How Gravitational Waves And ‘Multi-Messenger’ Research Will Change Astronomy

Scientists announced Monday (Oct. 16) that the era of multi-messenger astronomy has officially begun. But what does that phrase mean, and how will it change the study of the cosmos?

This is the first time scientists have seen gravitational waves and light waves from the same event. Studying the universe with these two fundamentally different types of information is like observing the world with multiple types of sensory input, such as vision and hearing — it offers the possibility of a richer understanding of the world, researchers said. [When Neutron Stars Collide! What the Hubble Telescope and Others Saw (Videos)]

“This is the first time the cosmos has provided for us what I would call a talking movie,” said David Reitze, executive director of the LIGO laboratory, at a news conference yesterday. “We’ve moved from the era of silent movies to talking movies. In this case, the audio soundtrack comes from the [gravitational wave] ‘chirp’ of the neutron stars … as they are orbiting together and colliding. And the video is basically the light that we see after the collision.”

Laura Cadonati, deputy spokesperson for the LIGO Scientific Collaboration, who also spoke at the news conference, used a similar analogy when describing what it is like for astronomers to look at the universe with only light, compared to the combination of light and gravitational waves.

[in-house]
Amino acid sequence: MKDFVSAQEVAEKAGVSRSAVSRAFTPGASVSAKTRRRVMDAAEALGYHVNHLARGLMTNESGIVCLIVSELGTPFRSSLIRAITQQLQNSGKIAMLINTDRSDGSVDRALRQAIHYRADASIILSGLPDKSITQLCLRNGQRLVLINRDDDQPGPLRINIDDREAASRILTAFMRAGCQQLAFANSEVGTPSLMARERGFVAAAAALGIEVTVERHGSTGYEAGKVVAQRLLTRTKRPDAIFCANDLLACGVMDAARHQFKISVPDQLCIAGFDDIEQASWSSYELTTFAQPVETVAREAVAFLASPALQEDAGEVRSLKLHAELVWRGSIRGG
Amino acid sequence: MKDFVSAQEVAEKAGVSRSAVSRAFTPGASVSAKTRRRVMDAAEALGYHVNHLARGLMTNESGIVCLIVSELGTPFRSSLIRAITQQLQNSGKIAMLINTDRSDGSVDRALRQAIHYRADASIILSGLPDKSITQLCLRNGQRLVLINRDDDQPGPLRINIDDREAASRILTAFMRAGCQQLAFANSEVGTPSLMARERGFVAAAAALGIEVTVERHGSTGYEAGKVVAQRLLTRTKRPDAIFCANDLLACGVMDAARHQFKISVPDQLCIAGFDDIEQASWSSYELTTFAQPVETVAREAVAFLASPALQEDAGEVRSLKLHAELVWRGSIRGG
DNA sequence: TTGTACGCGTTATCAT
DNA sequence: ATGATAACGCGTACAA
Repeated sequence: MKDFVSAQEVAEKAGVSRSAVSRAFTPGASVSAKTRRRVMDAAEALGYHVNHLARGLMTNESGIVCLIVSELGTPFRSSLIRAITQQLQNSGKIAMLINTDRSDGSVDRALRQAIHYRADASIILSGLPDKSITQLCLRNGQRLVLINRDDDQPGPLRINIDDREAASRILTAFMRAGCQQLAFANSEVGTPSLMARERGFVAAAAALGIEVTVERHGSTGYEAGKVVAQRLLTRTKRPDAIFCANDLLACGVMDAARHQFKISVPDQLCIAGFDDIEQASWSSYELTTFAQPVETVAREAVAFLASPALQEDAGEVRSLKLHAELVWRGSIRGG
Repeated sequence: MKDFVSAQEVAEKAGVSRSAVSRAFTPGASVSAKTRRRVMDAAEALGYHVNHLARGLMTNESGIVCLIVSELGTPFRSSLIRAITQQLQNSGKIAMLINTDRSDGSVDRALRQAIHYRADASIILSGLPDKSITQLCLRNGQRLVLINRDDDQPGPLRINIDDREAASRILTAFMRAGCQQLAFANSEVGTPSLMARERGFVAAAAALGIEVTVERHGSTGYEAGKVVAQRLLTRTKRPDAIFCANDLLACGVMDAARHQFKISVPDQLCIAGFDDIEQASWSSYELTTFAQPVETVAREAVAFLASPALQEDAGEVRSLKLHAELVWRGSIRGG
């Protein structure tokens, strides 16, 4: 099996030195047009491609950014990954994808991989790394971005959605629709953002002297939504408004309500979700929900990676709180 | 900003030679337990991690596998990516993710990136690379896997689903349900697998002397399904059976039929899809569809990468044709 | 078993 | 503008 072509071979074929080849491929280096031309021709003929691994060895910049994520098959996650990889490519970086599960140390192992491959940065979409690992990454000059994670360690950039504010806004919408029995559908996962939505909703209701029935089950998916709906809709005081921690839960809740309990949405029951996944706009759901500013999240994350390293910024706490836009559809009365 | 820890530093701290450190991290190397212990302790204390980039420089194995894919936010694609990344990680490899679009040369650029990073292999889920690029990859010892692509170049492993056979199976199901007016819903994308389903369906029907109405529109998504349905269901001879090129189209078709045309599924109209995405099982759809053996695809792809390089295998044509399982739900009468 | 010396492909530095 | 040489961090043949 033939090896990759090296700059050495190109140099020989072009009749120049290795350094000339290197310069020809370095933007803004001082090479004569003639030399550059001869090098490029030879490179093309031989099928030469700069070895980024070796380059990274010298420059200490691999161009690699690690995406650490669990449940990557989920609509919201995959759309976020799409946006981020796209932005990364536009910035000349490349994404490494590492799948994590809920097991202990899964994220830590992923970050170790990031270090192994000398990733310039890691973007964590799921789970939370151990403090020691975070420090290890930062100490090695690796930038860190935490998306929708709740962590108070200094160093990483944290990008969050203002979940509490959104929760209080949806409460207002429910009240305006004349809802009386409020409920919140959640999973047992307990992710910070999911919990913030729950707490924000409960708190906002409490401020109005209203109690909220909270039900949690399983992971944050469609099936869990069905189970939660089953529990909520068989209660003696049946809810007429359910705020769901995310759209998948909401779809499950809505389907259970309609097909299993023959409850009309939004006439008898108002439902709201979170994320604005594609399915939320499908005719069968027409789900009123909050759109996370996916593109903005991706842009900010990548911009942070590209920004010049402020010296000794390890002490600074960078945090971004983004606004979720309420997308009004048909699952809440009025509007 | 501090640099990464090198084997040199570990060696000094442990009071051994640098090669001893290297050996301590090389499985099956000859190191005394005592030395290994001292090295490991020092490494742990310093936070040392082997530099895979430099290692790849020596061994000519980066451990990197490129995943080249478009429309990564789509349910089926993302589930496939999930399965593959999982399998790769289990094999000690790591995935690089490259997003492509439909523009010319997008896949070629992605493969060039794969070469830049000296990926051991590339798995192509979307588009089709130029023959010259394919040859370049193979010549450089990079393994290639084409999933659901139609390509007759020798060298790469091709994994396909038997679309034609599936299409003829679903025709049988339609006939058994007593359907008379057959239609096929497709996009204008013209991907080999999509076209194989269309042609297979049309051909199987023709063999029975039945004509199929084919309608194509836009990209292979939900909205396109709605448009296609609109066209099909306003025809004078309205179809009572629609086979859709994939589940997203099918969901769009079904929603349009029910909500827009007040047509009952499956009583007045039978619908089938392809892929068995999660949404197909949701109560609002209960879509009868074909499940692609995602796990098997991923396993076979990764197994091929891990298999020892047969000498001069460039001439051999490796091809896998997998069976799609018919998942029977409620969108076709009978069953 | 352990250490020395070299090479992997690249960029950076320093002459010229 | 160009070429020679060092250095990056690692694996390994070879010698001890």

“To me, this is equivalent to the transition from looking at a black-and-white picture of a volcano to sitting in an IMAX 3D movie that shows the explosion of Mount Vesuvius,” Cadonati said. “[In the 3D movie], you are surrounded by the flashes of light, and engulfed in the sounds of the volcano fury.”

The neutron star collision was first detected by the Laser Interferometer Gravitational-wave Observatory (LIGO) — which made the first-ever direct detection of gravitational waves in 2015 — and the Virgo gravitational wave observatory, which made its first detection of gravitational waves earlier in August.

LIGO and Virgo, on the other hand, can identify the types of objects creating the gravitational wave signals these instruments detect. Multiple scientists said that the GRB associated with the Aug. 17 neutron star merger was not particularly noteworthy by itself, and there was no special reason for other astronomers to go and observe it in different wavelengths. It was only because of the gravitational wave signal that other observatories looked at this event, discovering a treasure trove of data.

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